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Gone Astray

Sermon for Sunday, September 11, 2022 || Proper 19C || Luke 15:1-10

There’s a great moment in Handel’s Messiah where the composer musically paints a flock of sheep scattering. The text comes from Isaiah 53: “All we like sheep have gone astray; we have turned everyone to his own way.” Handel begins with the whole flock together: 🎶 “And we like sheep.” 🎶 Then every voice runs off on its own line for the “going astray” part: 🎶 “Have gone astr-a-a-a-a-a-ay.” This musical painting of sheep dashing off and getting lost happens over and over again. It’s a brilliant musical illustration of the verse and a pretty apt description of what happens to us when we “turn to our own way” and lose ourselves.

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Thinning the Crowds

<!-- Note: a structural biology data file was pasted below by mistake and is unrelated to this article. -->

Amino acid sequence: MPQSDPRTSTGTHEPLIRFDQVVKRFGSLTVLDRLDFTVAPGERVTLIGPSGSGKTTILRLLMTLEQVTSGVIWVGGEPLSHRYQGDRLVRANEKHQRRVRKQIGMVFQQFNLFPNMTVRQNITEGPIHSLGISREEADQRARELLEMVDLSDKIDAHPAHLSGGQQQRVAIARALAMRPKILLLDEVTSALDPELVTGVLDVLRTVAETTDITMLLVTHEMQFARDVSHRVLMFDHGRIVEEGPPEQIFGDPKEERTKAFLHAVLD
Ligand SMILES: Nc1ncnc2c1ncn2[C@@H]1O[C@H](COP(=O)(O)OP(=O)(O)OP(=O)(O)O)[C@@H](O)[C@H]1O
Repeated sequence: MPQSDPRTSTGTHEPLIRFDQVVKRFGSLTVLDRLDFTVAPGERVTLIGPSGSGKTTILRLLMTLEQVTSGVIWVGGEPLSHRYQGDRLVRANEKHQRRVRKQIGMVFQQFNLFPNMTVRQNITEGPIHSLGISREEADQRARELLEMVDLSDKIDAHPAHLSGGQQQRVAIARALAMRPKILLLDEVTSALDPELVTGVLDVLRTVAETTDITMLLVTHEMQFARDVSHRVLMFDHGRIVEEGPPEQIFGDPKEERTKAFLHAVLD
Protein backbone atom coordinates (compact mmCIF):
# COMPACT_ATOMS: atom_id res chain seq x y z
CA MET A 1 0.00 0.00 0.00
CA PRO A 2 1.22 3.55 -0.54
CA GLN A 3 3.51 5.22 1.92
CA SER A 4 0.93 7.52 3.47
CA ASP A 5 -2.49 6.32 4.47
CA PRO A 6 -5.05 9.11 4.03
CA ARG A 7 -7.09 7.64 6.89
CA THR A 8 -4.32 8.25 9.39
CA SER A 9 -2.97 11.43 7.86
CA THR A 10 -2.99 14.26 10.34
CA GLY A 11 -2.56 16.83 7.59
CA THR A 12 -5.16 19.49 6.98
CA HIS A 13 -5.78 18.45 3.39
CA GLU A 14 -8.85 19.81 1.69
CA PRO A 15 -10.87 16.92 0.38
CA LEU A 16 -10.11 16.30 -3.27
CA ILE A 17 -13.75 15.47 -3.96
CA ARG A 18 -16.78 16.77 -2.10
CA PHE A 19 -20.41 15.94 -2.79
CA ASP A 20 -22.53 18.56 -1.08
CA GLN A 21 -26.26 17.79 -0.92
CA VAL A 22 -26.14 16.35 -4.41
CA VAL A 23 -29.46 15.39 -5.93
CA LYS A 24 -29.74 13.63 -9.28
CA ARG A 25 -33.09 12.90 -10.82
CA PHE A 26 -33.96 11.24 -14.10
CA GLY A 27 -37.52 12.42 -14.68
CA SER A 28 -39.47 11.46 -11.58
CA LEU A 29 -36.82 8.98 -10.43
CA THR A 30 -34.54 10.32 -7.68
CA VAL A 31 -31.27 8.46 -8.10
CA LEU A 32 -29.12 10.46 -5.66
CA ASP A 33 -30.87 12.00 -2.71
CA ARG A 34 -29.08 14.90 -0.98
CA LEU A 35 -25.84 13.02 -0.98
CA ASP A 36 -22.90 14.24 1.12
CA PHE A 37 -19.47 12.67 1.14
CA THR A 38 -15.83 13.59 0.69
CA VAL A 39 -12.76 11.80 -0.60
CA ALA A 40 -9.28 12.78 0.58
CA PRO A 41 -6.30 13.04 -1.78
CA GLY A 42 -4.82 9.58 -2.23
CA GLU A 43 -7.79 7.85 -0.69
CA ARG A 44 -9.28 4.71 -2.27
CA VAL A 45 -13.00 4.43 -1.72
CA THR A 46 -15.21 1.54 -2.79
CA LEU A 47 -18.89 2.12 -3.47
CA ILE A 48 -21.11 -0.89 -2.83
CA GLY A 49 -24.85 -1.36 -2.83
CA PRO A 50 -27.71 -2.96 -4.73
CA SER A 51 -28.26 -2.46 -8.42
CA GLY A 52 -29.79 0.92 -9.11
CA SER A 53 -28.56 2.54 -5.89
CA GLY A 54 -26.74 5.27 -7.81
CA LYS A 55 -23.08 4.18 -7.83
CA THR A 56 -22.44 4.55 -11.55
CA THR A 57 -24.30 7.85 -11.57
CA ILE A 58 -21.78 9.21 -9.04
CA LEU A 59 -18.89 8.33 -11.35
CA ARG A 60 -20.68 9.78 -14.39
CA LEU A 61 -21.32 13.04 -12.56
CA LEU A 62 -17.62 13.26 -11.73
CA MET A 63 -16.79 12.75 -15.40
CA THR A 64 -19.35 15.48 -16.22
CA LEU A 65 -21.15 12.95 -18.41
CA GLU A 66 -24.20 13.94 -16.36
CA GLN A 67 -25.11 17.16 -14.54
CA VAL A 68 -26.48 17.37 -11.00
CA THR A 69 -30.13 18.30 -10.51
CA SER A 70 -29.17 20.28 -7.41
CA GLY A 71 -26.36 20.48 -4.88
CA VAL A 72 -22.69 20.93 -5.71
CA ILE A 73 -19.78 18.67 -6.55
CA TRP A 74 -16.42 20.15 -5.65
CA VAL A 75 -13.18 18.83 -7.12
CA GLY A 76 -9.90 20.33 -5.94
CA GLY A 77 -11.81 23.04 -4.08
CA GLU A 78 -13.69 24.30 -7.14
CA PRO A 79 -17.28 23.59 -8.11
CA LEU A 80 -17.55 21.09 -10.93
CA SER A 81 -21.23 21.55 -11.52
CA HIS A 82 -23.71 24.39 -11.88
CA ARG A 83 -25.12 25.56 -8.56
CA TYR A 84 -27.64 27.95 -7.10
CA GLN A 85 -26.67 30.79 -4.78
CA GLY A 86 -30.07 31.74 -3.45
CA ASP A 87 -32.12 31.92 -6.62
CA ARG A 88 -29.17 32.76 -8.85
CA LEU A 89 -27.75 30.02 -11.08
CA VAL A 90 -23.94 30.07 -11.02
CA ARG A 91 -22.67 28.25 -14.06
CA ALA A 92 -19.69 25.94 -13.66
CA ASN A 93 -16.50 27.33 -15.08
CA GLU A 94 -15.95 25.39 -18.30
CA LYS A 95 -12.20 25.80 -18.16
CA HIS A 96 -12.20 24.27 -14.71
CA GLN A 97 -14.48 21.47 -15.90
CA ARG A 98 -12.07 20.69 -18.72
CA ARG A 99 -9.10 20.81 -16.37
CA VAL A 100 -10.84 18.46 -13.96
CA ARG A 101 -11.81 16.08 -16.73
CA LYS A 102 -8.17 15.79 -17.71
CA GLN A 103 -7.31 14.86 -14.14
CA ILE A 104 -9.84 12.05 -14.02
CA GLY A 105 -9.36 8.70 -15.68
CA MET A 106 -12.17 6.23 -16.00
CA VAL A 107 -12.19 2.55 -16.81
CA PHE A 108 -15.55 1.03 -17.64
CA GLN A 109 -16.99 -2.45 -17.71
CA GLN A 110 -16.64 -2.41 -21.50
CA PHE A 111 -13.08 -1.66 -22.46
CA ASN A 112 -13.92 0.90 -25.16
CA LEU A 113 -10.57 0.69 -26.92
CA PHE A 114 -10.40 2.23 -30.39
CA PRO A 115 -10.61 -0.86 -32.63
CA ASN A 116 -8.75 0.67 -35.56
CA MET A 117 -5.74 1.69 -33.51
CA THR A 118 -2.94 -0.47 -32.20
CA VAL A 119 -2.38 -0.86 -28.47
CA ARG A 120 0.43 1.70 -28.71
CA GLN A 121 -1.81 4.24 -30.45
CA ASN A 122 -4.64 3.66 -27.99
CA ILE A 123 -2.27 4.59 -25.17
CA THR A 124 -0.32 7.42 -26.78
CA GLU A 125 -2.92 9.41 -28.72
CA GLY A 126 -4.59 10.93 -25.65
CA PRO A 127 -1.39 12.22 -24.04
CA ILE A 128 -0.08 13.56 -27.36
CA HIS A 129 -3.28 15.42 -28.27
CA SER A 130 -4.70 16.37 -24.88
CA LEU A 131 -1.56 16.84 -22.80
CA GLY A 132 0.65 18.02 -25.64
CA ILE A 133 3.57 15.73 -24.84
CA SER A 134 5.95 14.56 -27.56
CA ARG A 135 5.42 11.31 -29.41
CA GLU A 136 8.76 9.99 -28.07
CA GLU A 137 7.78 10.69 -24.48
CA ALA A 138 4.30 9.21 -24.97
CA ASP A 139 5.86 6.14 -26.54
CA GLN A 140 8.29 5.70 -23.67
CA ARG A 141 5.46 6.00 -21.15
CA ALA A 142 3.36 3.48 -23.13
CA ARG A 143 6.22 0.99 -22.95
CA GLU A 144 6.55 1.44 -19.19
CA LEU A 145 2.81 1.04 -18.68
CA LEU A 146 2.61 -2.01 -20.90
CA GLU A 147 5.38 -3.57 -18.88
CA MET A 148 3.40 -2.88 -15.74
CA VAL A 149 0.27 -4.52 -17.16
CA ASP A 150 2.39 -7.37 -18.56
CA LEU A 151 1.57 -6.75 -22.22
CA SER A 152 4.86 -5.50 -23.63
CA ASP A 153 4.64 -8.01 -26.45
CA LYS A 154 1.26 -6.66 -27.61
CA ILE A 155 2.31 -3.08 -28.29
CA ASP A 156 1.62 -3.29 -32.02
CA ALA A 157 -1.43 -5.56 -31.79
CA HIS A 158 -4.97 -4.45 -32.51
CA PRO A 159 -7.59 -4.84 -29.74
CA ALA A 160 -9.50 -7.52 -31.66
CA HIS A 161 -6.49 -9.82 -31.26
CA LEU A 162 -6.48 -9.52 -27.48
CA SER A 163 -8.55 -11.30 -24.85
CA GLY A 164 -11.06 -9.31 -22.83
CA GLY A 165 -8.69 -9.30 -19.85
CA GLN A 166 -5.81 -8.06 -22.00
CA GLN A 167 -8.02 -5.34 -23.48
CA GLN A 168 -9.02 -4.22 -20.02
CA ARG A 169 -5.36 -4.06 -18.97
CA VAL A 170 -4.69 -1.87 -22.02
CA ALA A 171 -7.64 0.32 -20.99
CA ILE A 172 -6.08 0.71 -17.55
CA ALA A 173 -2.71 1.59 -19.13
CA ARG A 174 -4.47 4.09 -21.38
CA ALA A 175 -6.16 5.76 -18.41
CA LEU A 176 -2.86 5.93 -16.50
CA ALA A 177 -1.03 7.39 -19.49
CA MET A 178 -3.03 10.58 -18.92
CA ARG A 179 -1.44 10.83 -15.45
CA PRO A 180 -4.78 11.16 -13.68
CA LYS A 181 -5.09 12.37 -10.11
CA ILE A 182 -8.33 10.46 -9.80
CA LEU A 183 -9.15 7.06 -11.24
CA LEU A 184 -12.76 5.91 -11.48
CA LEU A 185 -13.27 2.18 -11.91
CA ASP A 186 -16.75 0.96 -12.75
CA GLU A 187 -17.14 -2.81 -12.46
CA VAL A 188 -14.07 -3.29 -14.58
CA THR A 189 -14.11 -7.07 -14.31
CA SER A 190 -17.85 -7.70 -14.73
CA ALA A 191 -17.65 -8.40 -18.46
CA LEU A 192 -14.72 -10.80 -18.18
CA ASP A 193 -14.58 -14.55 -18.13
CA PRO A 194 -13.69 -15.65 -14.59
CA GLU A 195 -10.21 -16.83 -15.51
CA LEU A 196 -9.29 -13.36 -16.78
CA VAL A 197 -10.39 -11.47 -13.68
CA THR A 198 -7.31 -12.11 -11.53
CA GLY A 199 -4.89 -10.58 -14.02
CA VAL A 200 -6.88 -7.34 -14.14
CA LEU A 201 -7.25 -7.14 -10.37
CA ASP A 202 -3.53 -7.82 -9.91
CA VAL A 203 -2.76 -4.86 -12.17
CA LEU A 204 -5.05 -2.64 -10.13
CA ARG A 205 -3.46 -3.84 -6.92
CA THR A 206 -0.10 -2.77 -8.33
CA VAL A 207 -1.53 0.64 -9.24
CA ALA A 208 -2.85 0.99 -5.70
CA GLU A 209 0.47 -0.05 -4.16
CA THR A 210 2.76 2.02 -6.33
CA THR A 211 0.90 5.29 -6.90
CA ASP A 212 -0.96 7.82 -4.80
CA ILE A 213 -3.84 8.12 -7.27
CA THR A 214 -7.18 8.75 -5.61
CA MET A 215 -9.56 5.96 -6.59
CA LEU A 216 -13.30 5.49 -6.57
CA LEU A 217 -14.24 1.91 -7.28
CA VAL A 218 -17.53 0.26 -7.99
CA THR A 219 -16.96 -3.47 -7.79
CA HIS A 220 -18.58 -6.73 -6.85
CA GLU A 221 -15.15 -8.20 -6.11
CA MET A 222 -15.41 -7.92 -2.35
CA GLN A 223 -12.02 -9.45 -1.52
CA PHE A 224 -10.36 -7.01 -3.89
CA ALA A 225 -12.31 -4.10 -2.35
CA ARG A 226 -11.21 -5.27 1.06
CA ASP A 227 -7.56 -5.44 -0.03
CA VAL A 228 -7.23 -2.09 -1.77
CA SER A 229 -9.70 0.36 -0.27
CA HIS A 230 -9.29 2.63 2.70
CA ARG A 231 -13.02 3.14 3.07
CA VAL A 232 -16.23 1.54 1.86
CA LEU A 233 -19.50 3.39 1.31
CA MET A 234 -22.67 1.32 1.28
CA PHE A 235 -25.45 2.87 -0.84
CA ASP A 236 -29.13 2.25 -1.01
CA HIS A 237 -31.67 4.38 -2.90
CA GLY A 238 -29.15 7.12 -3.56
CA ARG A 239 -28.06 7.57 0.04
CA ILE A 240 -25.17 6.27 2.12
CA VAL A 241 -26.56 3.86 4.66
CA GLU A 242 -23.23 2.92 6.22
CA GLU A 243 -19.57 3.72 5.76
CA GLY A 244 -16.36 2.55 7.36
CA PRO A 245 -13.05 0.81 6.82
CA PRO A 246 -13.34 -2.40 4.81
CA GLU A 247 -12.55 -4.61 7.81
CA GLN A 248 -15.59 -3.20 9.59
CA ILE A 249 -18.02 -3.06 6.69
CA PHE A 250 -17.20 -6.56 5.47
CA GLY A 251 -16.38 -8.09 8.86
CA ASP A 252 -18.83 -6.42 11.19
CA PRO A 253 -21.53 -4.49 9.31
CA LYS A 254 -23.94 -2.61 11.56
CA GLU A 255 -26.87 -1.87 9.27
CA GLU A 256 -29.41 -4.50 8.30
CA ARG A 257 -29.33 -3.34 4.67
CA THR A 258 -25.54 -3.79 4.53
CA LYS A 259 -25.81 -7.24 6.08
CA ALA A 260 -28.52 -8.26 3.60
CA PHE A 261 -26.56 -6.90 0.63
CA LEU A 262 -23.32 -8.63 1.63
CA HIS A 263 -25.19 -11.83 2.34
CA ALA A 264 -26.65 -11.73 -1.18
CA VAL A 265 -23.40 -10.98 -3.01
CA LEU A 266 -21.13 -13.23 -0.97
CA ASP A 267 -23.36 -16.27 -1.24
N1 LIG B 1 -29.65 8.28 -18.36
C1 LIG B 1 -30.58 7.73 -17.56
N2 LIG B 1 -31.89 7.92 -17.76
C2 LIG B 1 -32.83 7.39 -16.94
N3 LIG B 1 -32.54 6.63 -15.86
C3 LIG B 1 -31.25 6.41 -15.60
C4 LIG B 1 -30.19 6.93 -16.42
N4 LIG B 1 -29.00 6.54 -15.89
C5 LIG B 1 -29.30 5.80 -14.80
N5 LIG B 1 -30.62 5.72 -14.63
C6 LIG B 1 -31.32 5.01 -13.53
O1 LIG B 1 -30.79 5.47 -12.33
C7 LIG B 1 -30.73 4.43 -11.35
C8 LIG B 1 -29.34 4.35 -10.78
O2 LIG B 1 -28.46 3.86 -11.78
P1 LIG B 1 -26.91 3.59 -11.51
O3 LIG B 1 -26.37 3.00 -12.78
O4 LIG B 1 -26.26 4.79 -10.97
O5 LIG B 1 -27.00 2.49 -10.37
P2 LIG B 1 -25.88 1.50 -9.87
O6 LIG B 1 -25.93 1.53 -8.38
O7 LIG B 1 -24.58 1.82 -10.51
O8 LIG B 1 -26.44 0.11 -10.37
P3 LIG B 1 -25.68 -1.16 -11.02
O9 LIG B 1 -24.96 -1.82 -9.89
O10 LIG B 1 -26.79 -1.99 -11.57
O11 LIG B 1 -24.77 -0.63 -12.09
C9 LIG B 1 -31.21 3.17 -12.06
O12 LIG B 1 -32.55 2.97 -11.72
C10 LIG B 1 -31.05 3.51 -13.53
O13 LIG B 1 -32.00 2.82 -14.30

Sermon for Sunday, September 4, 2022 || Proper 18C || Luke 14:25-33

Being a follower of Jesus is many things: life-giving, love sharing, mission-oriented, peace and justice focused, God-centered. Being a follower of Jesus is many things, but one thing following Jesus is not is trendy. When I was a teenager growing up in Alabama, W.W.J.D. bracelets were all the rage. Do you remember W.W.J.D.? “What Would Jesus Do?”  Everyone seemed to be wearing one of those bracelets. They came in all sorts of colors. I think mine was red, but I can’t quite recall. Those bracelets were both a fashion statement and a signal that you were part of the club – the huge proportion of students at my high school who were part of a church, mainly southern baptist or pentecostal. This was Alabama, after all.

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The Fountain and the Cistern

Sermon for Sunday, August 28, 2022 || Proper 17C || Jeremiah 2:4-13

This is a sermon about idolatry. I want to plant that concept in your minds now because I’m going to talk about something else for a few minutes, and I don’t want you wondering where I’m going. Okay? This sermon is about idolatry.